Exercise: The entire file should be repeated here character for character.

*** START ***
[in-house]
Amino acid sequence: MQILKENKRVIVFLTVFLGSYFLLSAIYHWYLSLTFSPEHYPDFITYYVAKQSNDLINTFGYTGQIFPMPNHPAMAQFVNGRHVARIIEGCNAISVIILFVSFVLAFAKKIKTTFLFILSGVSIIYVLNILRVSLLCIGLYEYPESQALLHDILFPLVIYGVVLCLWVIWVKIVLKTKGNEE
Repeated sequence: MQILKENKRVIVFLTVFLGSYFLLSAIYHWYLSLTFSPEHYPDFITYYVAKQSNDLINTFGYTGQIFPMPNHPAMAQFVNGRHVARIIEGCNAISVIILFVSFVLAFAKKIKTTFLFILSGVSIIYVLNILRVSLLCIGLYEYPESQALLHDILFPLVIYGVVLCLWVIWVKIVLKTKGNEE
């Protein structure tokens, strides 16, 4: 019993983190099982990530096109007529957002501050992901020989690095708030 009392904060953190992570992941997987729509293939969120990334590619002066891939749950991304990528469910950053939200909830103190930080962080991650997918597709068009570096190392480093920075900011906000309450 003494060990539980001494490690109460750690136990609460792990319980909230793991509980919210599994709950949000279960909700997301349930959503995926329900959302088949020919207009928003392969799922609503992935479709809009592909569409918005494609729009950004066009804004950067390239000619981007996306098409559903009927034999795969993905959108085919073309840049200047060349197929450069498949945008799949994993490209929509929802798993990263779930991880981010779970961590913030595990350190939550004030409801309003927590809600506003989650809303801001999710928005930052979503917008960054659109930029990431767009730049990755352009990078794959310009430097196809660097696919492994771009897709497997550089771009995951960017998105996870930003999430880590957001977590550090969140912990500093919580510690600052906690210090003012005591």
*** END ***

[in-house]
Amino acid sequence: MQILKENKRVIVFLTVFLGSYFLLSAIYHWYLSLTFSPEHYPDFITYYVAKQSNDLINTFGYTGQIFPMPNHPAMAQFVNGRHVARIIEGCNAISVIILFVSFVLAFAKKIKTTFLFILSGVSIIYVLNILRVSLLCIGLYEYPESQALLHDILFPLVIYGVVLCLWVIWVKIVLKTKGNEE
Repeated sequence: MQILKENKRVIVFLTVFLGSYFLLSAIYHWYLSLTFSPEHYPDFITYYVAKQSNDLINTFGYTGQIFPMPNHPAMAQFVNGRHVARIIEGCNAISVIILFVSFVLAFAKKIKTTFLFILSGVSIIYVLNILRVSLLCIGLYEYPESQALLHDILFPLVIYGVVLCLWVIWVKIVLKTKGNEE
């Protein structure tokens, strides 16, 4: 019993983190099982990530096109007529957002501050992901020989690095708030 009392904060953190992570992941997987729509293939969120990334590619002066891939749950991304990528469910950053939200909830103190930080962080991650997918597709068009570096190392480093920075900011906000309450 003494060990539980001494490690109460750690136990609460792990319980909230793991509980919210599994709950949000279960909700997301349930959503995926329900959302088949020919207009928003392969799922609503992935479709809009592909569409918005494609729009950004066009804004950067390239000619981007996306098409559903009927034999795969993905959108085919073309840049200047060349197929450069498949945008799949994993490209929509929802798993990263779930991880981010779970961590913030595990350190939550004030409801309003927590809600506003989650809303801001999710928005930052979503917008960054659109930029990431767009730049990755352009990078794959310009430097196809660097696919492994771009897709497997550089771009995951960017998105996870930003999430880590957001977590550090969140912990500093919580510690600052906690210090003012005591």